Your Data Deserves a Strategic Partner

Veritas Perspectives July 06, 2021

There’s no shortage of considerations when it comes to spending your IT budget. Do you enhance security or drive efficiency? At the same time, there’s no shortage of point solutions and products that can target any one of these areas effectively.

However, the reality is, nothing operates in isolation. The security, efficiency, and sustainability of your IT are interlinked, and there’s a common theme across them: data.

Given the significance of data across your business, it makes sense to look for a strategic partner to help you make the most of your data management strategy, rather than another point product that you need to combine with your other solutions. By definition, this partner will need to address more than one area – and recognise the relationship between them.   

Choosing a Strategic Partner

Working with a partner across challenges certainly seems to be where the market is going. Just as we sign up to Apple, Microsoft, or Android for all our personal tech needs, more and more businesses are turning to technology platforms. Why? Abstracting complexities – because, over time, they are more cost-effective. If we know this intuitively, why do businesses sometimes fail to seek out a strategic portfolio?

The issue might be organisational. Different functions have responsibility for different areas. So, they tend to make decisions in isolation, selecting the best point products for their needs, but not necessarily for the needs of the overall business. It may also be that the person making an individual decision is aware of the issue on the ground – but less focused on the broader and strategic needs of the business.

A step back can give a clearer view. Data is one of the business’ most important assets. So, rather than reaching for numerous solutions to tackle the diverse areas it impacts, a better approach may be selecting a few key partners that can help you build a data management strategy.

After all, a strategic, integrated, and data-focused approach is the story behind some of the most impactful, disruptive businesses of our time. Think of Airbnb, Amazon, Uber, or Deliveroo, to name just a few. Conversely, their traditional incumbent competitors fell by the wayside because of the challenges of exploiting their different data resources and creating a competitive edge.

Creating a Data Management Strategy

So, what does a data management strategy entail? I highlight five tips:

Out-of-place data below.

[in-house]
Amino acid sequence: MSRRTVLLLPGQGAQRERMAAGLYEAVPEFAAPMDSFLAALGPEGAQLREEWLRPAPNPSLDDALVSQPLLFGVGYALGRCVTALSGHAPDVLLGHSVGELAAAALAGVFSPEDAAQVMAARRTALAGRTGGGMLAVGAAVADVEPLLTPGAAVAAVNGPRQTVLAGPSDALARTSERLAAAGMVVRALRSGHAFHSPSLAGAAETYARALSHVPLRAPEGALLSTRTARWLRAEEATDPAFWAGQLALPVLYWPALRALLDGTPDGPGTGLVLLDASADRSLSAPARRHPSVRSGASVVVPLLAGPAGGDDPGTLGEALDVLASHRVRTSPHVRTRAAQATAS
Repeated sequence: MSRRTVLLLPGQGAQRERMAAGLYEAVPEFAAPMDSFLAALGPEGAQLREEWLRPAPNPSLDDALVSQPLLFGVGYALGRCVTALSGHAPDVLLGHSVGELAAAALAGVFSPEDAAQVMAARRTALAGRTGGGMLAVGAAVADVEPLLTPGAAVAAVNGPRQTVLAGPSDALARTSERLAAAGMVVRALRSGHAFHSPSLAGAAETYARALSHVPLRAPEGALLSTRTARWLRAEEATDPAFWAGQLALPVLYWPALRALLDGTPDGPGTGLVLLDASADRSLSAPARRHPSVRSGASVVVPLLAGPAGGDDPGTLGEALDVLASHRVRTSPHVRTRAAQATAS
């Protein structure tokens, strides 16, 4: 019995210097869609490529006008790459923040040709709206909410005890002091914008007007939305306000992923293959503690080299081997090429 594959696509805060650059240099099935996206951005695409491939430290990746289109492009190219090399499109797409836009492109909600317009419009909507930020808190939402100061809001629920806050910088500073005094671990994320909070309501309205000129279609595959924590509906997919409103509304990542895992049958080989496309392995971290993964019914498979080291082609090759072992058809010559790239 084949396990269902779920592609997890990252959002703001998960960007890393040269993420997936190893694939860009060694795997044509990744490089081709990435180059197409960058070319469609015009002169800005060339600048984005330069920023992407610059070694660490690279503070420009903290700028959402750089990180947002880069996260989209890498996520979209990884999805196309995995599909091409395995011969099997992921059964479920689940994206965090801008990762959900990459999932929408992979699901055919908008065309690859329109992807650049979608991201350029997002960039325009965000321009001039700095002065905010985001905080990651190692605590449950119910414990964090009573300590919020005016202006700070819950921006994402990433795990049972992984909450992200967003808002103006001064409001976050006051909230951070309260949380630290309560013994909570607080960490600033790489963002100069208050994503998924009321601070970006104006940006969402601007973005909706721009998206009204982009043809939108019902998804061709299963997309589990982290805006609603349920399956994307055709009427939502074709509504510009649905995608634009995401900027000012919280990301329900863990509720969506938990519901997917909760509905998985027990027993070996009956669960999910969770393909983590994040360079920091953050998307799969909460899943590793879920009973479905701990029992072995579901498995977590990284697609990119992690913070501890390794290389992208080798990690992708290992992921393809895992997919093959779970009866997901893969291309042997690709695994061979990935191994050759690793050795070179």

1. Classify your data

The first job is to determine what data you have and the value or risk to the business. From this position, you’ll be able to make storing and managing it as efficient as possible – from cutting unnecessary duplication to uncovering the insights that add value to how you operate.

2. Define your data management policies

Once you have your data classes, you can build the policies that ensure your data is managed effectively and identify what regulations impact your business. The policies you put in place will help you to comply with these laws. Remember to make sure that your policies cover not just how you handle data but how third parties handle it (such as suppliers, outsourcers, and cloud service providers).

3. Implement data management tools that complement and support your processes

How will you meet your own policies? The right tools and processes will help you protect your data, keep your IT services available, and alert you to any contravention of your policies. It’s a good idea to have a consistent set of tools to deliver the core data management jobs of protection, availability, and insights across your entire IT estate – including your data centres and the public cloud platforms.

4. Ongoing review and refining your policies and processes

Internal drivers, like the needs or aims of your business, can change. So, too, will external factors like regulation. It’s important to assess your policies and processes continually – to stay resilient.

5. Continuous improvement with an open mindset

Keep up to date with best practices and new innovations. This will involve listening to the experiences and insights of your peers, suppliers, and other third parties. Consider joining communities within your chosen vertical markets, or work as part of an advisory forum. These are all good examples where you can gain feedback from peers.  

Data: Your Most Important Asset

Data is critical to the modern enterprise, and it’s only growing in quantity and relevance. So, if you’re not managing and using your data as effectively as possible, it’s both a drain on resources and a limitation on your competitive potential. With the increasing threat of ransomware, bad publicity, and regulatory fees, failing to set the right strategy to manage your data effectively can be a significant risk to your business.

There’s nothing wrong with tactical deployments as part of an overall strategy, but a loose collection of point solutions could lead to a disjointed approach to data. That translates into a lack of visibility, poor control, and spiralling costs of management.

Given how significant data is to your success today, it’s likely your data deserves its own management strategy and a strategic partner to help bring together availability, protection, and insights: a partner that can tackle everything from ransomware to multicloud integration. If you need help developing a data management strategy, please get in touch with me and my team.

Mark Nutt
SVP, International Sales
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